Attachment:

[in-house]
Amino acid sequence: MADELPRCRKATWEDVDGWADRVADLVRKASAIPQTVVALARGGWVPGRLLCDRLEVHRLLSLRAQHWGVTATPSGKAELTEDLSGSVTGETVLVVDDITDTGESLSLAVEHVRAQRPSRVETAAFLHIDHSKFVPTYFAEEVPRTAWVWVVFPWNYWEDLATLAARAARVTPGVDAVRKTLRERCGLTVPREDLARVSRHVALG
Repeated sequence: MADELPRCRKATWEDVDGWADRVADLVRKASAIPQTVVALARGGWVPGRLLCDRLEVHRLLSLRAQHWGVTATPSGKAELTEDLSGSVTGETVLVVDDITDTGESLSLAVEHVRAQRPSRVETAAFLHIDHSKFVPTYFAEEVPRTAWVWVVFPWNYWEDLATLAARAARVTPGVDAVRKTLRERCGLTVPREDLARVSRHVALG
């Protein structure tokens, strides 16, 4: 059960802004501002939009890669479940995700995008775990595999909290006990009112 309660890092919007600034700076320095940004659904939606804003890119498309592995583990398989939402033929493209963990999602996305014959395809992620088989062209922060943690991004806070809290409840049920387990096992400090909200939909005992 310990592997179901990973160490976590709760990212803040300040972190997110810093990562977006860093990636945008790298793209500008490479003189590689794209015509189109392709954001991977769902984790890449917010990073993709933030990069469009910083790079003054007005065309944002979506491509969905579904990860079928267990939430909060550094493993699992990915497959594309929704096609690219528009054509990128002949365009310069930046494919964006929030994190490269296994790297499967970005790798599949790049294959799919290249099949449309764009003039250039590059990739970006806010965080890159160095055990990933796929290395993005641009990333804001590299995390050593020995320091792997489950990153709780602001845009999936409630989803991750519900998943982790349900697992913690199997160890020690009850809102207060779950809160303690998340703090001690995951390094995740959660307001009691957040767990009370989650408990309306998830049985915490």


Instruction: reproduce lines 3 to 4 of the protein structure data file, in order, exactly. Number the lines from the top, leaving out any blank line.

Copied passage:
Repeated sequence: MADELPRCRKATWEDVDGWADRVADLVRKASAIPQTVVALARGGWVPGRLLCDRLEVHRLLSLRAQHWGVTATPSGKAELTEDLSGSVTGETVLVVDDITDTGESLSLAVEHVRAQRPSRVETAAFLHIDHSKFVPTYFAEEVPRTAWVWVVFPWNYWEDLATLAARAARVTPGVDAVRKTLRERCGLTVPREDLARVSRHVALG
């Protein structure tokens, strides 16, 4: 059960802004501002939009890669479940995700995008775990595999909290006990009112 309660890092919007600034700076320095940004659904939606804003890119498309592995583990398989939402033929493209963990999602996305014959395809992620088989062209922060943690991004806070809290409840049920387990096992400090909200939909005992 310990592997179901990973160490976590709760990212803040300040972190997110810093990562977006860093990636945008790298793209500008490479003189590689794209015509189109392709954001991977769902984790890449917010990073993709933030990069469009910083790079003054007005065309944002979506491509969905579904990860079928267990939430909060550094493993699992990915497959594309929704096609690219528009054509990128002949365009310069930046494919964006929030994190490269296994790297499967970005790798599949790049294959799919290249099949449309764009003039250039590059990739970006806010965080890159160095055990990933796929290395993005641009990333804001590299995390050593020995320091792997489950990153709780602001845009999936409630989803991750519900998943982790349900697992913690199997160890020690009850809102207060779950809160303690998340703090001690995951390094995740959660307001009691957040767990009370989650408990309306998830049985915490």